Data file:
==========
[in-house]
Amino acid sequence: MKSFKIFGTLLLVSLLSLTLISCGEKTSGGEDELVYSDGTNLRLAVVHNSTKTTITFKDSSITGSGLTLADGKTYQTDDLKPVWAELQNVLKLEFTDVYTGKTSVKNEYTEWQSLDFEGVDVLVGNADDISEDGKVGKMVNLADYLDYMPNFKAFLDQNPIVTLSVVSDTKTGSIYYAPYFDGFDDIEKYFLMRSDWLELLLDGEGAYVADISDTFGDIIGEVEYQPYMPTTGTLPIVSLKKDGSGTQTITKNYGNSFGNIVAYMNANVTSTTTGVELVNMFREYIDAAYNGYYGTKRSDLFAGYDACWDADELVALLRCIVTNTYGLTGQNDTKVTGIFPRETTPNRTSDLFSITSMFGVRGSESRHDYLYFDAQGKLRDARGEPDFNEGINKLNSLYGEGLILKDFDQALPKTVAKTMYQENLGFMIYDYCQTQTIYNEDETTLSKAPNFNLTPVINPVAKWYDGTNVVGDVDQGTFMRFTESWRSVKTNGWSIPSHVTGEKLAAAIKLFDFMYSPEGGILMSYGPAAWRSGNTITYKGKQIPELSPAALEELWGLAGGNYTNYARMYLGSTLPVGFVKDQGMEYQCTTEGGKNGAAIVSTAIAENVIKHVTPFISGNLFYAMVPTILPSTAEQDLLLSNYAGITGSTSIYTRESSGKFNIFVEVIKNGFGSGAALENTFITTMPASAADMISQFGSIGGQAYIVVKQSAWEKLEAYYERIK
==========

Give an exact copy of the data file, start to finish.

[in-house]
Amino acid sequence: MKSFKIFGTLLLVSLLSLTLISCGEKTSGGEDELVYSDGTNLRLAVVHNSTKTTITFKDSSITGSGLTLADGKTYQTDDLKPVWAELQNVLKLEFTDVYTGKTSVKNEYTEWQSLDFEGVDVLVGNADDISEDGKVGKMVNLADYLDYMPNFKAFLDQNPIVTLSVVSDTKTGSIYYAPYFDGFDDIEKYFLMRSDWLELLLDGEGAYVADISDTFGDIIGEVEYQPYMPTTGTLPIVSLKKDGSGTQTITKNYGNSFGNIVAYMNANVTSTTTGVELVNMFREYIDAAYNGYYGTKRSDLFAGYDACWDADELVALLRCIVTNTYGLTGQNDTKVTGIFPRETTPNRTSDLFSITSMFGVRGSESRHDYLYFDAQGKLRDARGEPDFNEGINKLNSLYGEGLILKDFDQALPKTVAKTMYQENLGFMIYDYCQTQTIYNEDETTLSKAPNFNLTPVINPVAKWYDGTNVVGDVDQGTFMRFTESWRSVKTNGWSIPSHVTGEKLAAAIKLFDFMYSPEGGILMSYGPAAWRSGNTITYKGKQIPELSPAALEELWGLAGGNYTNYARMYLGSTLPVGFVKDQGMEYQCTTEGGKNGAAIVSTAIAENVIKHVTPFISGNLFYAMVPTILPSTAEQDLLLSNYAGITGSTSIYTRESSGKFNIFVEVIKNGFGSGAALENTFITTMPASAADMISQFGSIGGQAYIVVKQSAWEKLEAYYERIK